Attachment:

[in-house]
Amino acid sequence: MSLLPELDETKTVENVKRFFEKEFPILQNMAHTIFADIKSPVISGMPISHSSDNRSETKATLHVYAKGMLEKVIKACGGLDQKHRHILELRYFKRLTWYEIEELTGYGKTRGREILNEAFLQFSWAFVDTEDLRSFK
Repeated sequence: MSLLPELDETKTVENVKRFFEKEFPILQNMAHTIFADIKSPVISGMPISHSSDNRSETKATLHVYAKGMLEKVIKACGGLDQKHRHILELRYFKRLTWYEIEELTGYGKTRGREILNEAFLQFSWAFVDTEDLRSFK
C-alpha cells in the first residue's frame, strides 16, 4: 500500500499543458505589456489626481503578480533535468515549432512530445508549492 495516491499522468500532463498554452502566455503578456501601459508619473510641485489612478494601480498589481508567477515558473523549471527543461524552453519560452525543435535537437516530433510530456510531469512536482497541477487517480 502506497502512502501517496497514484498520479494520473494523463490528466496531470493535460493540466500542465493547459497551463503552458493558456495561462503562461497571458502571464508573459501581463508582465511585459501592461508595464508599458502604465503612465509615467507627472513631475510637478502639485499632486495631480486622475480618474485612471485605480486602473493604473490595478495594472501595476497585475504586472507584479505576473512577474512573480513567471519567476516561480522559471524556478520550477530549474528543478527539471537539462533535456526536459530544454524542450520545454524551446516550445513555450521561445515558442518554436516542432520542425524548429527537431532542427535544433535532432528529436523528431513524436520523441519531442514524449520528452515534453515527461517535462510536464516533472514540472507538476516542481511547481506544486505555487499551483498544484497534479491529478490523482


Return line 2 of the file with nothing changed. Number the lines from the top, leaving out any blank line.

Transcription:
Amino acid sequence: MSLLPELDETKTVENVKRFFEKEFPILQNMAHTIFADIKSPVISGMPISHSSDNRSETKATLHVYAKGMLEKVIKACGGLDQKHRHILELRYFKRLTWYEIEELTGYGKTRGREILNEAFLQFSWAFVDTEDLRSFK